1. Place extractor fans in shower rooms, bathrooms and kitchens. Ideally a bathroom requires an extractor rate of no less than 80 litres a second, and kitchens should have 60 litres a second. There are systems available that will remove most of the heat from extracted air and then blow it back into the room (this is known as mechanical ventilation with heat recovery) in order to prevent your home getting cold. A cooker hood is not a replacement for an extractor fan – if there is an open fuelled appliance in a room do not use an extractor fan with a rate of over 15 litres a second.
2. Open your windows wide until condensation disappears and then close them while leaving a ¼ inch gap between the frames in each room.
3. Be sure that trickle vents are opened in double glazing windows.
4. Keep your bathroom and kitchen doors shut.
5. Avoid still air pockets – these are the areas between the furniture and the external walls, or behind external walls – try to pull these items away from the walls slightly to encourage the air to circulate around them. Do not put mattresses directly on the floor and avoid over filling your cupboards and drawers.
6. Provide heated for affected rooms. For damp and affected cupboards, use an electric green house heater which will provide adequate warmth to prevent mould growth. Likewise, if there is a light fitting inside a cupboard, leaving a light on can do the same. Cut a ventilation hole in such cupboards to encourage a flow of air.
7. If you have a hot water storage tank in a cupboard then ensure that the feed and expansion tank’s lid is tight fitting.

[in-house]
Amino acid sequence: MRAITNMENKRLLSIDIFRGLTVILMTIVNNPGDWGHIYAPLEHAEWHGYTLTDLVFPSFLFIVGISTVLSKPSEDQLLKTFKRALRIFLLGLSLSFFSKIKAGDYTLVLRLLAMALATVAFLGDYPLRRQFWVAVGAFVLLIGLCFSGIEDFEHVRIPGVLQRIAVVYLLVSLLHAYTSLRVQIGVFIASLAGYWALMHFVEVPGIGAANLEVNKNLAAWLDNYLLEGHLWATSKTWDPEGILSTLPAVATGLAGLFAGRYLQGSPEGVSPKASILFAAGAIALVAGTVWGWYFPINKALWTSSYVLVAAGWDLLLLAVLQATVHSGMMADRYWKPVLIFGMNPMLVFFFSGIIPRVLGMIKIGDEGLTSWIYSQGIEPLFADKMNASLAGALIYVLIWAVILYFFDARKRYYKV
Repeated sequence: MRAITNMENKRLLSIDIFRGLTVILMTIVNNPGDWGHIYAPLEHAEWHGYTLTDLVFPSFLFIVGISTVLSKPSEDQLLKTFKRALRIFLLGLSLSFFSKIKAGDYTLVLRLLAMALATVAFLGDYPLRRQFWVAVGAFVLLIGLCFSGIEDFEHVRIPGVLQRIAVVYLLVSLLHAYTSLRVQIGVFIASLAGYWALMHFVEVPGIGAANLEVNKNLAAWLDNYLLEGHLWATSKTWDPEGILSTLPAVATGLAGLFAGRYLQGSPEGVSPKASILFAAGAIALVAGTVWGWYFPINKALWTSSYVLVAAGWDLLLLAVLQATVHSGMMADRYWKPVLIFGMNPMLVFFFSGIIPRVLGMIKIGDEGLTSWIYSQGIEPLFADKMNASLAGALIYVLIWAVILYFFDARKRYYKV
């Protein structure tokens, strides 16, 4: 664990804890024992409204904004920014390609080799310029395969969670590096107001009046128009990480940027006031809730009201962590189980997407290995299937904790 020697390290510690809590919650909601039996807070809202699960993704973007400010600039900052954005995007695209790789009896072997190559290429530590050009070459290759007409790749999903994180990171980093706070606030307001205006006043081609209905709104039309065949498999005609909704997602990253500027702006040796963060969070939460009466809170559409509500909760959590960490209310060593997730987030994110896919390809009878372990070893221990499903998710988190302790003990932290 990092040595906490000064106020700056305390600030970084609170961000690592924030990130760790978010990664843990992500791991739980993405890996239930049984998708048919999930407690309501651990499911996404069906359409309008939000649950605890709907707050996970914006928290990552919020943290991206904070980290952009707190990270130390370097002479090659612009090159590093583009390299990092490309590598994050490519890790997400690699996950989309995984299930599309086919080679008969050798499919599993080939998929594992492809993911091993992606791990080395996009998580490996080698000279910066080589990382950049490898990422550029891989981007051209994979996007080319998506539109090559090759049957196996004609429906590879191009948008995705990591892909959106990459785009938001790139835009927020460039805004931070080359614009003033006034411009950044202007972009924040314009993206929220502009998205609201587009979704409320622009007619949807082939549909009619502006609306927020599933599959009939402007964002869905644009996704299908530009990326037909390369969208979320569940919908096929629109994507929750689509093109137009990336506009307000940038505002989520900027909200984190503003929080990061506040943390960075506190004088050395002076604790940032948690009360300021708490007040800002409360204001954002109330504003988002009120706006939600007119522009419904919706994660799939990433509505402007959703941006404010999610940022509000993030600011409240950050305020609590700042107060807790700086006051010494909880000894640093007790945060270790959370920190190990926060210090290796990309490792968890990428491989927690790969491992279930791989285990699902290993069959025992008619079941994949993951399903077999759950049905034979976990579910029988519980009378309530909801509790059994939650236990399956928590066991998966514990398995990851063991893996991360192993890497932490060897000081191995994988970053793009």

8. If you have no place to dry your clothes then put them in the bathroom, turn on the heating in there and open the windows.
9. Buy a de-humidifier and place it near the source of the problem. This pulls moisture out of the air and leaves moisture levels at an optimum level that you set.
Warm air can hold more moisture than can cold air, so if you have your home heated well then you are less likely to get condensation. Arm air cooling during the night will cause condensation however particularly around windows in cold weather. This will then often evaporate when heating is turned on again so it’s important to heat throughout the night.
If you get condensation and mould growth during winter then you need thunderstone why and how you can reduce it.
Walls store heat, and the amount of heat stored depends on how heavy the materials are, their insulation standards and the period during which it has been heated. When external air cools down, heat is then lost from the structure into the outside atmosphere. If that heat is not replaced, then the walls will continue to get colder until they reach a critical temperature which is called the ‘dew point temperature’.
At this stage you will notice the formation of condensation and in turn this will cool down the walls further which creates a vicious cycle. This happens until you can take action.
You will notice:
* Your home, clothes and bedding are cold and damp. This may be accompanies by a moist, damp smell and you might see mould growing on furniture and in cupboards as well as on your surfaces. Wall paper might begin to peel away from the walls and particularly around windows etc.
* It will take a long time for heating to have any effect and your walls will stay cold to touch and you won’t feel warm yourself a result. This will inflate your fuel bills as you try to maintain a temperature – most heating systems use a thermostat which means they will continue to get hotter until they bring the home to a certain temperature – so the same setting will require more energy if you have reached this point.
* You will find it hard to keep warm, and particularly if you are elderly or spend a long time each day in the house.
To cure this problem you need to put more heat into the home until you heat the walls. You need to do this until the wall is hotter than the dew point. This will be expensive initially, but once they are dry it will be an investment and your heating costs will be lower.